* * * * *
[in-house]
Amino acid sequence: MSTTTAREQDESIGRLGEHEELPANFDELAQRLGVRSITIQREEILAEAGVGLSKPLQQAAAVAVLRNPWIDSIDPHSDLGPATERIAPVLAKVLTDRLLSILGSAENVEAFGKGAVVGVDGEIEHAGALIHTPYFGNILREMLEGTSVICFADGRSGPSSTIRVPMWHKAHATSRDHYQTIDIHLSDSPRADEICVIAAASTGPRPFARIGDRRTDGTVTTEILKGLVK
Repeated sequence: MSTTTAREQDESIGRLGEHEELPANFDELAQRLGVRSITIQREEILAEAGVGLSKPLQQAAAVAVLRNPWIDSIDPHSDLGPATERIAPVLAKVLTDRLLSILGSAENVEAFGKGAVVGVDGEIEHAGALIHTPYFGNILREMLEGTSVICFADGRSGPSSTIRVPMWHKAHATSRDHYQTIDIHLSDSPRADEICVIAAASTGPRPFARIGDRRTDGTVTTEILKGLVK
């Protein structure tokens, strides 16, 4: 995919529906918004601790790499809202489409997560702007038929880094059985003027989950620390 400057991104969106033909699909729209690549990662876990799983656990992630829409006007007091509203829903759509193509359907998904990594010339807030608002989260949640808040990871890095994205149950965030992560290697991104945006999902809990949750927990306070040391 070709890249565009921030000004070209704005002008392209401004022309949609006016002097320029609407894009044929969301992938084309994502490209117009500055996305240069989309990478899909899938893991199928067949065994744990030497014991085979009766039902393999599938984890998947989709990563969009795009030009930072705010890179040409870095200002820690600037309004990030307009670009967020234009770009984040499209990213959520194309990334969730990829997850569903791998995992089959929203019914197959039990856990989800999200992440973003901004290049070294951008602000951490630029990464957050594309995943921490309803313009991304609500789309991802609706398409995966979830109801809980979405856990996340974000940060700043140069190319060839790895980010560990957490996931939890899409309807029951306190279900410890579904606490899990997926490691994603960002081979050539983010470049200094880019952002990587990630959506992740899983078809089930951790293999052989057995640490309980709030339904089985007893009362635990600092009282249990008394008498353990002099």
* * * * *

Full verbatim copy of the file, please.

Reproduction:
[in-house]
Amino acid sequence: MSTTTAREQDESIGRLGEHEELPANFDELAQRLGVRSITIQREEILAEAGVGLSKPLQQAAAVAVLRNPWIDSIDPHSDLGPATERIAPVLAKVLTDRLLSILGSAENVEAFGKGAVVGVDGEIEHAGALIHTPYFGNILREMLEGTSVICFADGRSGPSSTIRVPMWHKAHATSRDHYQTIDIHLSDSPRADEICVIAAASTGPRPFARIGDRRTDGTVTTEILKGLVK
Repeated sequence: MSTTTAREQDESIGRLGEHEELPANFDELAQRLGVRSITIQREEILAEAGVGLSKPLQQAAAVAVLRNPWIDSIDPHSDLGPATERIAPVLAKVLTDRLLSILGSAENVEAFGKGAVVGVDGEIEHAGALIHTPYFGNILREMLEGTSVICFADGRSGPSSTIRVPMWHKAHATSRDHYQTIDIHLSDSPRADEICVIAAASTGPRPFARIGDRRTDGTVTTEILKGLVK
């Protein structure tokens, strides 16, 4: 995919529906918004601790790499809202489409997560702007038929880094059985003027989950620390 400057991104969106033909699909729209690549990662876990799983656990992630829409006007007091509203829903759509193509359907998904990594010339807030608002989260949640808040990871890095994205149950965030992560290697991104945006999902809990949750927990306070040391 070709890249565009921030000004070209704005002008392209401004022309949609006016002097320029609407894009044929969301992938084309994502490209117009500055996305240069989309990478899909899938893991199928067949065994744990030497014991085979009766039902393999599938984890998947989709990563969009795009030009930072705010890179040409870095200002820690600037309004990030307009670009967020234009770009984040499209990213959520194309990334969730990829997850569903791998995992089959929203019914197959039990856990989800999200992440973003901004290049070294951008602000951490630029990464957050594309995943921490309803313009991304609500789309991802609706398409995966979830109801809980979405856990996340974000940060700043140069190319060839790895980010560990957490996931939890899409309807029951306190279900410890579904606490899990997926490691994603960002081979050539983010470049200094880019952002990587990630959506992740899983078809089930951790293999052989057995640490309980709030339904089985007893009362635990600092009282249990008394008498353990002099």